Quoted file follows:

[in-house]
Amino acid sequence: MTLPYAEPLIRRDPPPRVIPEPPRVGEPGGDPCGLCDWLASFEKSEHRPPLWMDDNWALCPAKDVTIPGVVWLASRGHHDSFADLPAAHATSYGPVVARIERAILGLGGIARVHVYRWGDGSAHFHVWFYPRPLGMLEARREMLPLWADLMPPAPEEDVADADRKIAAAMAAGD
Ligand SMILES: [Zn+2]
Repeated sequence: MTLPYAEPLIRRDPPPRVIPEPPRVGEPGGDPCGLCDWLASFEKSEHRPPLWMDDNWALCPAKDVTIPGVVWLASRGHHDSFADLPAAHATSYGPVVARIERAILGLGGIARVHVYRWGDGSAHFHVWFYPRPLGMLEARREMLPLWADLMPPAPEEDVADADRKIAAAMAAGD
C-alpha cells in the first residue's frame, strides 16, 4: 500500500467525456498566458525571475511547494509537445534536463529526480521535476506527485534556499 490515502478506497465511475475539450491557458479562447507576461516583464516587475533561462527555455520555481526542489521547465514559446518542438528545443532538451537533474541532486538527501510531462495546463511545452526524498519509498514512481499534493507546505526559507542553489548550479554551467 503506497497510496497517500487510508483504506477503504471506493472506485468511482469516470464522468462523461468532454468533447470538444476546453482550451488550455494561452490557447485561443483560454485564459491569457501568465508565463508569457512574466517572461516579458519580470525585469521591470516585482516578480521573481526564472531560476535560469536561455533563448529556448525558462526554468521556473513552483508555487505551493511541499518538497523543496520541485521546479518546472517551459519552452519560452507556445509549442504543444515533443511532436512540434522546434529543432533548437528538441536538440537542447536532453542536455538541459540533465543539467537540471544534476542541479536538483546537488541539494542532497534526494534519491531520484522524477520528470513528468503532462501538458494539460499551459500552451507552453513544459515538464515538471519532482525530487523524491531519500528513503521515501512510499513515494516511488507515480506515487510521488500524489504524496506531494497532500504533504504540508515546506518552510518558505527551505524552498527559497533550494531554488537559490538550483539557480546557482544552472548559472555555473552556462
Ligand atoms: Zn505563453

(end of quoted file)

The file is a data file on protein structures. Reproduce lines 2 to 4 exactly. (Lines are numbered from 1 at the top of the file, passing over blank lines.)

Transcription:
Amino acid sequence: MTLPYAEPLIRRDPPPRVIPEPPRVGEPGGDPCGLCDWLASFEKSEHRPPLWMDDNWALCPAKDVTIPGVVWLASRGHHDSFADLPAAHATSYGPVVARIERAILGLGGIARVHVYRWGDGSAHFHVWFYPRPLGMLEARREMLPLWADLMPPAPEEDVADADRKIAAAMAAGD
Ligand SMILES: [Zn+2]
Repeated sequence: MTLPYAEPLIRRDPPPRVIPEPPRVGEPGGDPCGLCDWLASFEKSEHRPPLWMDDNWALCPAKDVTIPGVVWLASRGHHDSFADLPAAHATSYGPVVARIERAILGLGGIARVHVYRWGDGSAHFHVWFYPRPLGMLEARREMLPLWADLMPPAPEEDVADADRKIAAAMAAGD